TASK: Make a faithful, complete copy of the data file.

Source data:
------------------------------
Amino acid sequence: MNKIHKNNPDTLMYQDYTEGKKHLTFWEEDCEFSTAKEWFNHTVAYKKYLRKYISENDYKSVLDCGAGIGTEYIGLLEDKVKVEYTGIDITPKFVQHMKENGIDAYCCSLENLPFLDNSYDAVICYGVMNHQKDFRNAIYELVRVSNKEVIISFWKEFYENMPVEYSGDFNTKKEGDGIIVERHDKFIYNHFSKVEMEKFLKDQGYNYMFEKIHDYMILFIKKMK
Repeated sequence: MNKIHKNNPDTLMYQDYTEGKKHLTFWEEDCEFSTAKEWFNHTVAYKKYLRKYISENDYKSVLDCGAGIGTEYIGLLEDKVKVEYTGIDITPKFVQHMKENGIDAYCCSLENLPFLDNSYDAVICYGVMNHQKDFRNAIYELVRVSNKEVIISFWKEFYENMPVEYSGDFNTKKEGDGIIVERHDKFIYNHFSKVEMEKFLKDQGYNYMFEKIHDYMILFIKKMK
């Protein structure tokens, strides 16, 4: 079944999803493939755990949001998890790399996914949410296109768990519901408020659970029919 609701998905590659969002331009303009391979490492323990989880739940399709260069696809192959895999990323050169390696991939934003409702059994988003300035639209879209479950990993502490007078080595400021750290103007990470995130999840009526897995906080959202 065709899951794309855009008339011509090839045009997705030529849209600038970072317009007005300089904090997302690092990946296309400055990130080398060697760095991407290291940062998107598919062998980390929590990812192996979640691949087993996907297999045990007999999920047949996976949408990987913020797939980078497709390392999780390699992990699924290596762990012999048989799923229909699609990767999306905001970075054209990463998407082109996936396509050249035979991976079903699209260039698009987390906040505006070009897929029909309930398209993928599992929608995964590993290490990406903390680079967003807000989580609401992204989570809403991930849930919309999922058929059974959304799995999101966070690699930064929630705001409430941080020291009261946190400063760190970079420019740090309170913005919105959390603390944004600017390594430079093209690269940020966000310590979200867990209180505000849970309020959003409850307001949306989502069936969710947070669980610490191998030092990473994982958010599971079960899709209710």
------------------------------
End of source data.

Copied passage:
Amino acid sequence: MNKIHKNNPDTLMYQDYTEGKKHLTFWEEDCEFSTAKEWFNHTVAYKKYLRKYISENDYKSVLDCGAGIGTEYIGLLEDKVKVEYTGIDITPKFVQHMKENGIDAYCCSLENLPFLDNSYDAVICYGVMNHQKDFRNAIYELVRVSNKEVIISFWKEFYENMPVEYSGDFNTKKEGDGIIVERHDKFIYNHFSKVEMEKFLKDQGYNYMFEKIHDYMILFIKKMK
Repeated sequence: MNKIHKNNPDTLMYQDYTEGKKHLTFWEEDCEFSTAKEWFNHTVAYKKYLRKYISENDYKSVLDCGAGIGTEYIGLLEDKVKVEYTGIDITPKFVQHMKENGIDAYCCSLENLPFLDNSYDAVICYGVMNHQKDFRNAIYELVRVSNKEVIISFWKEFYENMPVEYSGDFNTKKEGDGIIVERHDKFIYNHFSKVEMEKFLKDQGYNYMFEKIHDYMILFIKKMK
């Protein structure tokens, strides 16, 4: 079944999803493939755990949001998890790399996914949410296109768990519901408020659970029919 609701998905590659969002331009303009391979490492323990989880739940399709260069696809192959895999990323050169390696991939934003409702059994988003300035639209879209479950990993502490007078080595400021750290103007990470995130999840009526897995906080959202 065709899951794309855009008339011509090839045009997705030529849209600038970072317009007005300089904090997302690092990946296309400055990130080398060697760095991407290291940062998107598919062998980390929590990812192996979640691949087993996907297999045990007999999920047949996976949408990987913020797939980078497709390392999780390699992990699924290596762990012999048989799923229909699609990767999306905001970075054209990463998407082109996936396509050249035979991976079903699209260039698009987390906040505006070009897929029909309930398209993928599992929608995964590993290490990406903390680079967003807000989580609401992204989570809403991930849930919309999922058929059974959304799995999101966070690699930064929630705001409430941080020291009261946190400063760190970079420019740090309170913005919105959390603390944004600017390594430079093209690269940020966000310590979200867990209180505000849970309020959003409850307001949306989502069936969710947070669980610490191998030092990473994982958010599971079960899709209710």